Over 100 bomb threats were made against Jewish community centers and schools in over 30 states since the start of 2017, prompting evacuations, heightened security and fears of rising anti-Semitism. Critics were quick to point out that President Trump was schlepping it when it came to condemning these attacks, since it took him more than a month to publicly acknowledge and denounce the incidents. A federal investigation was launched and this week an American-Israeli teenager was arrested in connection with at least most of the bomb threats, however anti-Semitism is still very much alive in America – a ticking time bomb of a situation which Trump has so far been reluctant to try and defuse.
On the one hand, it’s sort of hard to argue that Trump is responsible for anti-Semitic hate crimes as his daughter and son-in-law and three of his grandchildren are Jewish. On the other hand, it’s hard to deny an outpouring of anti-Semitism during the 2016 election such as protests by hard-right Trump supporters, retweets of anti-Semitic memes by the campaign staff, and relentless anti-minority rhetoric by Trump himself. And more recently, on this year’s International Holocaust Remembrance Day, the White House issued a statement that didn’t mention Jews, and in a meeting talking about the bomb threats, Trump allegedly asked whether the attacks were faked to harm him politically. Not kosher.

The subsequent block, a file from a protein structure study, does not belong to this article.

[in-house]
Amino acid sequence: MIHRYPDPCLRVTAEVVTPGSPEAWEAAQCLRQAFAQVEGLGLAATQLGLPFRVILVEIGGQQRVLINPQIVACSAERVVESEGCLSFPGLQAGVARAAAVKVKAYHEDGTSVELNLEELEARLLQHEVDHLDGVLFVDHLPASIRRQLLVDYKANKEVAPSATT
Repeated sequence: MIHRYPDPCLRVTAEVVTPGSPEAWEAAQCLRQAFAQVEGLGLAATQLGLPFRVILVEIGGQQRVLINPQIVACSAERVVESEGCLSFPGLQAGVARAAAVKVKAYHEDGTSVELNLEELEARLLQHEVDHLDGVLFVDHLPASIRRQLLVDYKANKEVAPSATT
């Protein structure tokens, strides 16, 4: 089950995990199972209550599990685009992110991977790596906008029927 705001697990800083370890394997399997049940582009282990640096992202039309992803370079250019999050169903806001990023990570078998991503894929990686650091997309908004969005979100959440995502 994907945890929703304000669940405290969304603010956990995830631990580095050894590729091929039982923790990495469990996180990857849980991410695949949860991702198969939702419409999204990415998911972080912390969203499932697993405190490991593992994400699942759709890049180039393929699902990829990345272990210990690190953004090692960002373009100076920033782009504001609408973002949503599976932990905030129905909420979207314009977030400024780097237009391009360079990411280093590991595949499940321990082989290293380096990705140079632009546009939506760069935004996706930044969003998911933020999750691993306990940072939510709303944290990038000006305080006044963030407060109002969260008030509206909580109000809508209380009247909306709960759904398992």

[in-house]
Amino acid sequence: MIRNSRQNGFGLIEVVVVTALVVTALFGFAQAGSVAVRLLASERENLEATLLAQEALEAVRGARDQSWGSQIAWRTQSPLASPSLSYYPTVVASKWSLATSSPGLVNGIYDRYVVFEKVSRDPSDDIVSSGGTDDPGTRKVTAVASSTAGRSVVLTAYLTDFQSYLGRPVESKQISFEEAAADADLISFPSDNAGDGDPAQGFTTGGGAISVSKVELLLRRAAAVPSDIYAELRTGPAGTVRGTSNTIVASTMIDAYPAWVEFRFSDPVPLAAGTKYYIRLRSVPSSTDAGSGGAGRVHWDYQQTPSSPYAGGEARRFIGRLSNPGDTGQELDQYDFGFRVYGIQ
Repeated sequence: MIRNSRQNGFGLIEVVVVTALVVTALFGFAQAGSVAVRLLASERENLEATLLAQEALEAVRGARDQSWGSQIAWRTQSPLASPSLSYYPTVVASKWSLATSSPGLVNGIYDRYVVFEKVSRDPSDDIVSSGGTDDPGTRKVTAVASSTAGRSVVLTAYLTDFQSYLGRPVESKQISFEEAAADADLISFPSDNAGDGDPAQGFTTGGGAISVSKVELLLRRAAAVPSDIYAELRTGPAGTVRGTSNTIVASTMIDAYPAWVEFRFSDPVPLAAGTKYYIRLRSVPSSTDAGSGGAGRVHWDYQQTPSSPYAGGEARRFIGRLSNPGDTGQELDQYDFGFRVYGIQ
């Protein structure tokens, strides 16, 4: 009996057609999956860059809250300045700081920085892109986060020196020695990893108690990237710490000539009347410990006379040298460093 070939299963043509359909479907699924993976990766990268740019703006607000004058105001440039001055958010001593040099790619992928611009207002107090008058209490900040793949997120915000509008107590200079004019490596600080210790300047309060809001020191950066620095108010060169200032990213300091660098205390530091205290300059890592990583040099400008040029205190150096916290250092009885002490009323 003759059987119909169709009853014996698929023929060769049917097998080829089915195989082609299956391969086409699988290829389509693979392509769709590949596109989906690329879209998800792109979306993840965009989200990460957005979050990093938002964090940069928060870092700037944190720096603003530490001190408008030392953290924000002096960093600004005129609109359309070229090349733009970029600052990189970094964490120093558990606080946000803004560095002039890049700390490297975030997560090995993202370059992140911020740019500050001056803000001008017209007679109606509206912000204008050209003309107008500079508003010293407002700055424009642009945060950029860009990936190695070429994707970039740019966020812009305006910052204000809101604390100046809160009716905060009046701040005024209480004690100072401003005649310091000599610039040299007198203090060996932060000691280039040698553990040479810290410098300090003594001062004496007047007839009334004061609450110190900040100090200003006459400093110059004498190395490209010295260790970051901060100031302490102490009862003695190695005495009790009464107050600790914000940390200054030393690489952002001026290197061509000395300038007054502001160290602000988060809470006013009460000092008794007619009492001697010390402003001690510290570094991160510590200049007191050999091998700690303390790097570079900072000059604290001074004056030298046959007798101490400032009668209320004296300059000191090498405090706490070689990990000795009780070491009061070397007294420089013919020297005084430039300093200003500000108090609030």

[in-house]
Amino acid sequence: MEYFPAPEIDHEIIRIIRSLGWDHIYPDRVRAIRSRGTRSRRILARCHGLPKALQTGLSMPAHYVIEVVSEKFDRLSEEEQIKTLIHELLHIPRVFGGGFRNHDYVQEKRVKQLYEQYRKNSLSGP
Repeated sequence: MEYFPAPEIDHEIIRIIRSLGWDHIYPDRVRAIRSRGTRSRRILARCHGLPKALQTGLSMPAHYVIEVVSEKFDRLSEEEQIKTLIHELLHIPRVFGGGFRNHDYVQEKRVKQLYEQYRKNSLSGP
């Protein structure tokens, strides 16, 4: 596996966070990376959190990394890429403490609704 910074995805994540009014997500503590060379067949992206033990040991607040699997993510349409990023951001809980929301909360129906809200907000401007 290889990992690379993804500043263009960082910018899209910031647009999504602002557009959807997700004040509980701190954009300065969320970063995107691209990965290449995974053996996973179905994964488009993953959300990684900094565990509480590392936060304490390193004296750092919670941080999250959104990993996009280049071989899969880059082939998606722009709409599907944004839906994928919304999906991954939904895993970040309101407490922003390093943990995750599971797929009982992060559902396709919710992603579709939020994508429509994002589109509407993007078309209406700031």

President Trump seemed to feel that his critics had been overly harsh in stating that he had fueled violence through his anti-immigrant rhetoric, because in his recent address to Congress, Trump proclaimed that “we are a country united in condemning hate.” However thanks to a variety of factors connected to Trump, hate and racism has been mainstreamed, and ideas that were once on the fringe have become a normalized part of public discourse. That, even more than the number of anti-Semitic threats, is the scariest part of the Trump administration. Oy.
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